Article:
Global Vaccine Market Report 2022 : WHO
The World Health Organisation (WHO) released ‘Global Vaccine Market Report 2022’.
- This is the first report to capture the implications of Covid-19 for vaccine markets highlighting the issue of vaccine inequity.
Findings of the Report:
- It shows that inequitable distribution is not unique to Covid-19 vaccines, with low-income countries consistently struggling to access vaccines that are in-demand by high-income countries.
- Limited vaccine supply and unequal distribution drive global disparities.
- The human papillomavirus (HPV) vaccine against cervical cancer has only been introduced in 41% of low-income countries, even though they represent much of the disease burden, compared to 83% of high-income countries.
- Affordability is a major obstacle to vaccine access. While prices tend to be tiered by income, price disparities see middle-income countries paying as much – or even more – than wealthier ones for several vaccine products.
- Free market dynamics is depriving some of the world’s poorest and most vulnerable people of their right to health. Therefore, changes are much needed to the global vaccine market to save lives, prevent disease and prepare for future crises.
- Approximately 16 billion vaccine doses, worth US$ 141 billion, were supplied in 2021, almost three times the 2019 market volume (5.8 billion) and nearly three-and-a-half times the 2019 market value (US$ 38 billion).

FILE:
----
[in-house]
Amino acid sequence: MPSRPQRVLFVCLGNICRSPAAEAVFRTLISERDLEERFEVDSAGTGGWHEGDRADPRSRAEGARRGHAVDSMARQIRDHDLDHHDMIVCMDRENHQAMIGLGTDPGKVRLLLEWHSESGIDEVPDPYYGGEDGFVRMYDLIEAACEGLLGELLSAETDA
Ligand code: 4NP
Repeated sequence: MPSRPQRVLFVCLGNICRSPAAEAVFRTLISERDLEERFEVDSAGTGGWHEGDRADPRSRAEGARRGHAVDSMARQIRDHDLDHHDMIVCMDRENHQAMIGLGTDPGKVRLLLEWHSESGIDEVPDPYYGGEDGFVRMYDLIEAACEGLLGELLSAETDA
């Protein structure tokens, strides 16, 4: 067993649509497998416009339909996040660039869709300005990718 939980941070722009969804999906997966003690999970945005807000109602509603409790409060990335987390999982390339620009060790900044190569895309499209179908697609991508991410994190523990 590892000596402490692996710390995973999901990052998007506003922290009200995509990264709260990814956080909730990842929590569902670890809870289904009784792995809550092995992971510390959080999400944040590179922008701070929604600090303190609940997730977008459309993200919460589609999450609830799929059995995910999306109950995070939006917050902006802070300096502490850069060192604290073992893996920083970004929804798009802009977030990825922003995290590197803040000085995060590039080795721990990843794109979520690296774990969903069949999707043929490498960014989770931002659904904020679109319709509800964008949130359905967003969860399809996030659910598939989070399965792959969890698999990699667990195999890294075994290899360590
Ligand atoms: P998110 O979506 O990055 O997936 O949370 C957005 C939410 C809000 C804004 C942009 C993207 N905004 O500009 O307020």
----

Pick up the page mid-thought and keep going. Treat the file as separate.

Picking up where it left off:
- The increase was primarily driven by Covid-19 vaccines, showing the incredible potential of how vaccine manufacturing can be scaled up in response to health needs.
- Although manufacturing capacity worldwide has increased, it remains highly concentrated.
- Ten manufacturers alone provide 70% of vaccine doses (excluding COVID-19).
- Several of the top 20 most widely used vaccines (such as PCV, HPV, measles and rubella containing vaccines) each currently rely mainly on two suppliers.
- In 2021, the African and Eastern Mediterranean regions were dependent on manufacturers headquartered elsewhere for 90% of their procured vaccines.
- This concentrated manufacturing base leads to risk of shortages as well as regional supply insecurity.
- Entrenched intellectual property monopolies and limited technology transfer further limit the ability of building and using local manufacturing capacity.
- The health of markets is also concerning for several of the vaccines commonly needed for emergencies, such as against cholera, typhoid, smallpox/monkeypox, Ebola, meningococcal disease, where demand surges with outbreaks and is hence less predictable.
- The continued limited investment in these vaccines could be devastating for people’s lives.
- Immunization Agenda 2030 (IA2030):
- The report highlights the opportunities for more alignment of vaccine development, production and distribution with a public health agenda, towards achieving the Immunization Agenda 2030 (IA2030) goals and informing pandemic prevention, preparedness, and response efforts.